Finally, with m_crColor = colorDlg.GetColor(); we set our COLORREF variable to the color that was picked. Now we are ready to set some variables in the OnInitDialog function.

m_bFirstTime = TRUE;

Now lets go back to the WM_CTLCOLOR message handle that we created earlier. Put the following code before the return m_brush


if (pWnd->GetDlgCtrlID() == IDC_LIST1 || pWnd->GetDlgCtrlID() == IDC_EDIT1) 
    // either the listbox or edit box has input focus 
    if (m_bFirstTime == TRUE) // First time through function... 
                              // set up default color 
    pDC->SetBkColor(RGB(255 - GetRValue(m_crColor), 
    255 - GetGValue(m_crColor), 255 - GetBValue(m_crColor))); 

First thing that we do is check to see if either the listbox or editbox have input focus. If one of them does, we next check to see if it's the first time for the function to run. We do this with the m_bFirstTime variable. If it is set to true, the text will be set to a default black. Otherwise, we update the color to be displayed.

RGB, if you haven't figured out yet, stands for the primary colors Red, Green, and Blue. Normally, you would specify a constant number of each, but we use variables in their place. GetXColor(COLORREF variable) is used to get the RBG values. Replace the X in "GetX" with R,G, or B. Our COLORREF variable is m_crColor.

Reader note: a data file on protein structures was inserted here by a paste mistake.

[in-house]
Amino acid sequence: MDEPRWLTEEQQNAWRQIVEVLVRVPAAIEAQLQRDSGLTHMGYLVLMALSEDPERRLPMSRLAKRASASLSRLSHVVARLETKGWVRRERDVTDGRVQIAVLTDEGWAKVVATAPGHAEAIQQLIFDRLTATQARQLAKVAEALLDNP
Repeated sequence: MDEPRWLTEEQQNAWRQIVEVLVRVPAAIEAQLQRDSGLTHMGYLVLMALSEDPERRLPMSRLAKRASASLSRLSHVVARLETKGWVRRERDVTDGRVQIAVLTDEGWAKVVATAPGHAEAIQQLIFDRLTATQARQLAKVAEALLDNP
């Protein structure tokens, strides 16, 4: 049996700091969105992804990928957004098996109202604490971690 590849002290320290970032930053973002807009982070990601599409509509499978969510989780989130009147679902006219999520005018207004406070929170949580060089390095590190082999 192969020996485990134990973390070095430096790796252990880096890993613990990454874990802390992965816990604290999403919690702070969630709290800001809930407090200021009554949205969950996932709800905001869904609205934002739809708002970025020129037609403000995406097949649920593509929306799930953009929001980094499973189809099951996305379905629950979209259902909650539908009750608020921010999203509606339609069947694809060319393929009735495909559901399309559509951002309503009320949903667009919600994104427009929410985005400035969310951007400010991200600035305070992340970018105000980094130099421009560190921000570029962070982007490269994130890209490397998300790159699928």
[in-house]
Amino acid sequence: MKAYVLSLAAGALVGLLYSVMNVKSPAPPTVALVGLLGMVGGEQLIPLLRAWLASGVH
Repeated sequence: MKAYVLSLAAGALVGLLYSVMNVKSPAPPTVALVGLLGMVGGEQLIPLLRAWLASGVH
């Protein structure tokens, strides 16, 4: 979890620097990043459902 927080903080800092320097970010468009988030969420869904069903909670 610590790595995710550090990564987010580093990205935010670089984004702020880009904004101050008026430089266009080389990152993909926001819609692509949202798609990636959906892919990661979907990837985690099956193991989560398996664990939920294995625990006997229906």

Believe it or not, if you compiled and ran the program now, you would be able to pick font colors for the edit and listbox (assuming you used those controls...)! This all nice and good, except for, if you painted the background of your dialog, you have a ugly white "bubble" that surrounds your text. This is normally hidden if you don't paint your dialog, so you might take that into consideration.

So what do we do about that? Well, there is no real fix (I'm sure there is one, but I don't know about it), but we can be creative. The SetBkColor works just like SetTextColor and predictably, it changes that color of the "bubble". Now for the creative part. We could simply fill it with constants, and make it a color, but anytime a color got close to that it would be hard to see. So, instead we take 255 - RGB (RGB has a max of 255, so we can't go negative). I'm proud to say, that this gives you a neat effect, and simply prouder to say that it works (I spent too long trying to think of a way to solve the problem).